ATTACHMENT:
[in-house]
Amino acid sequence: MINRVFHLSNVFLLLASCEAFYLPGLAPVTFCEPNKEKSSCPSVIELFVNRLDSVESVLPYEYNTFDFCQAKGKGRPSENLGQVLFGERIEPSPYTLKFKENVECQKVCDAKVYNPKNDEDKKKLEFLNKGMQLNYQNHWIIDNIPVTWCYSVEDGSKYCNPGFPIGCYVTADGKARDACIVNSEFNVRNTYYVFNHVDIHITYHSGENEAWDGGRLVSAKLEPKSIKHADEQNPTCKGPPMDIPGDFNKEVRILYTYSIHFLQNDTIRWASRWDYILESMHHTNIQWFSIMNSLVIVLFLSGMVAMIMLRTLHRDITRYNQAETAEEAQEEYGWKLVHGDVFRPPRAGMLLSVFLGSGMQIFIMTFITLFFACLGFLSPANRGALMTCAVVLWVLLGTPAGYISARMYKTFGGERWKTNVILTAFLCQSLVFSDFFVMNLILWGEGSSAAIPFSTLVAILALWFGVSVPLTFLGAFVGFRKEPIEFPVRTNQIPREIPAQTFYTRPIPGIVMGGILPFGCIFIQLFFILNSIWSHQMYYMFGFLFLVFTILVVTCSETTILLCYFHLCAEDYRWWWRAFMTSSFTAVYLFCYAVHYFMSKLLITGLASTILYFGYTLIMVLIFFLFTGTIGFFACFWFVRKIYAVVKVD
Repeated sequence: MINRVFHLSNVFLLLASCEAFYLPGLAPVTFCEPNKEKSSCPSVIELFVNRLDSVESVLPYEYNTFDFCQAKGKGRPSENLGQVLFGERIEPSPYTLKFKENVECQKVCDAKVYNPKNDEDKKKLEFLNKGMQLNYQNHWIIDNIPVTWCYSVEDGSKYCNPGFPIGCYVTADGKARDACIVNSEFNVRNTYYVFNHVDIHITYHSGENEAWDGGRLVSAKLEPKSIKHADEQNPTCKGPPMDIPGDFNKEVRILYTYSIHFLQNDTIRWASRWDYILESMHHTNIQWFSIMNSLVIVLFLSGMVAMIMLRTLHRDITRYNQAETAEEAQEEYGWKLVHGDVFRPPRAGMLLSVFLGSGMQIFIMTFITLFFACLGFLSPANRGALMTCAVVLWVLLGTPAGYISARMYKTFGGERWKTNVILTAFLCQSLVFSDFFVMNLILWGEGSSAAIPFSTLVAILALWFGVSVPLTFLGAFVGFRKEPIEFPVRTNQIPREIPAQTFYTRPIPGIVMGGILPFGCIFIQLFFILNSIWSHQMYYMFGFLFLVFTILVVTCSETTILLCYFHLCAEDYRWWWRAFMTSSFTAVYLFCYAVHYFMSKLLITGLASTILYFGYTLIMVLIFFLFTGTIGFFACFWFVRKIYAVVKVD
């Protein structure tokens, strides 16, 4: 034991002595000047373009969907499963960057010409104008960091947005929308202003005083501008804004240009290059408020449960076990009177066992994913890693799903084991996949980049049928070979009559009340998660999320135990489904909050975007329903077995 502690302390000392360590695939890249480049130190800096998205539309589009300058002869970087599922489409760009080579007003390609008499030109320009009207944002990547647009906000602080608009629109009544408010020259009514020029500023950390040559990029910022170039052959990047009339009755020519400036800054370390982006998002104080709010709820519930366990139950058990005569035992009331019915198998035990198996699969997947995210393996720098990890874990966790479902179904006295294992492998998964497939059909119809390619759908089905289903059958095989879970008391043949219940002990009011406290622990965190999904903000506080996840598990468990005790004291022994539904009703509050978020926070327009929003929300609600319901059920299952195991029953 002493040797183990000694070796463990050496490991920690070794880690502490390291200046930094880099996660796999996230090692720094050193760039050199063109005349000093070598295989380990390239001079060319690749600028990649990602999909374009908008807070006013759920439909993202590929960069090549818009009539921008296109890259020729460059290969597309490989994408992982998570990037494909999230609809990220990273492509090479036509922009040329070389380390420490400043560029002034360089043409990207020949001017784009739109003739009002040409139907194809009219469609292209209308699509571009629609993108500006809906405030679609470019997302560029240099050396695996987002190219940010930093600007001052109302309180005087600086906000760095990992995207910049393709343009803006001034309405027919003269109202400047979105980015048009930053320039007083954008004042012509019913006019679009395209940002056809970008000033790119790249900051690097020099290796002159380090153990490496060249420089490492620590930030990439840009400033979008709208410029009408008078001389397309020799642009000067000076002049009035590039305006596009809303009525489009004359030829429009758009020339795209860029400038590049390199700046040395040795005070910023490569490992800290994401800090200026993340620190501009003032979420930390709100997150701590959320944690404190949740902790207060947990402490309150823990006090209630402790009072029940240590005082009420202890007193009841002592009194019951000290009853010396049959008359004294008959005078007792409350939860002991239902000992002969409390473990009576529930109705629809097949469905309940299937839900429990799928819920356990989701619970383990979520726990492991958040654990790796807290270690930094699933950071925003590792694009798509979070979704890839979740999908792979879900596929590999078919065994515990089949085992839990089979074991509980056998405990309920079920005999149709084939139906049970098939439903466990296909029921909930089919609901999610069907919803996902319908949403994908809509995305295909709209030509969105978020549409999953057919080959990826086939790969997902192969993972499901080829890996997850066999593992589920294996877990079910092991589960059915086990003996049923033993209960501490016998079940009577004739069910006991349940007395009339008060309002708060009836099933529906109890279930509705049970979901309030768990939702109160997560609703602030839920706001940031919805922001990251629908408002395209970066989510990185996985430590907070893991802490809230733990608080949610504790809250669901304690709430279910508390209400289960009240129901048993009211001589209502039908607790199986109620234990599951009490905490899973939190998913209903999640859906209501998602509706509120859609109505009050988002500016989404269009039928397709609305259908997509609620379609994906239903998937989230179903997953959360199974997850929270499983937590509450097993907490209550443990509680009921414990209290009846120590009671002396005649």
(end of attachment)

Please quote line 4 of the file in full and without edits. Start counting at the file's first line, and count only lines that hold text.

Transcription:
């Protein structure tokens, strides 16, 4: 034991002595000047373009969907499963960057010409104008960091947005929308202003005083501008804004240009290059408020449960076990009177066992994913890693799903084991996949980049049928070979009559009340998660999320135990489904909050975007329903077995 502690302390000392360590695939890249480049130190800096998205539309589009300058002869970087599922489409760009080579007003390609008499030109320009009207944002990547647009906000602080608009629109009544408010020259009514020029500023950390040559990029910022170039052959990047009339009755020519400036800054370390982006998002104080709010709820519930366990139950058990005569035992009331019915198998035990198996699969997947995210393996720098990890874990966790479902179904006295294992492998998964497939059909119809390619759908089905289903059958095989879970008391043949219940002990009011406290622990965190999904903000506080996840598990468990005790004291022994539904009703509050978020926070327009929003929300609600319901059920299952195991029953 002493040797183990000694070796463990050496490991920690070794880690502490390291200046930094880099996660796999996230090692720094050193760039050199063109005349000093070598295989380990390239001079060319690749600028990649990602999909374009908008807070006013759920439909993202590929960069090549818009009539921008296109890259020729460059290969597309490989994408992982998570990037494909999230609809990220990273492509090479036509922009040329070389380390420490400043560029002034360089043409990207020949001017784009739109003739009002040409139907194809009219469609292209209308699509571009629609993108500006809906405030679609470019997302560029240099050396695996987002190219940010930093600007001052109302309180005087600086906000760095990992995207910049393709343009803006001034309405027919003269109202400047979105980015048009930053320039007083954008004042012509019913006019679009395209940002056809970008000033790119790249900051690097020099290796002159380090153990490496060249420089490492620590930030990439840009400033979008709208410029009408008078001389397309020799642009000067000076002049009035590039305006596009809303009525489009004359030829429009758009020339795209860029400038590049390199700046040395040795005070910023490569490992800290994401800090200026993340620190501009003032979420930390709100997150701590959320944690404190949740902790207060947990402490309150823990006090209630402790009072029940240590005082009420202890007193009841002592009194019951000290009853010396049959008359004294008959005078007792409350939860002991239902000992002969409390473990009576529930109705629809097949469905309940299937839900429990799928819920356990989701619970383990979520726990492991958040654990790796807290270690930094699933950071925003590792694009798509979070979704890839979740999908792979879900596929590999078919065994515990089949085992839990089979074991509980056998405990309920079920005999149709084939139906049970098939439903466990296909029921909930089919609901999610069907919803996902319908949403994908809509995305295909709209030509969105978020549409999953057919080959990826086939790969997902192969993972499901080829890996997850066999593992589920294996877990079910092991589960059915086990003996049923033993209960501490016998079940009577004739069910006991349940007395009339008060309002708060009836099933529906109890279930509705049970979901309030768990939702109160997560609703602030839920706001940031919805922001990251629908408002395209970066989510990185996985430590907070893991802490809230733990608080949610504790809250669901304690709430279910508390209400289960009240129901048993009211001589209502039908607790199986109620234990599951009490905490899973939190998913209903999640859906209501998602509706509120859609109505009050988002500016989404269009039928397709609305259908997509609620379609994906239903998937989230179903997953959360199974997850929270499983937590509450097993907490209550443990509680009921414990209290009846120590009671002396005649």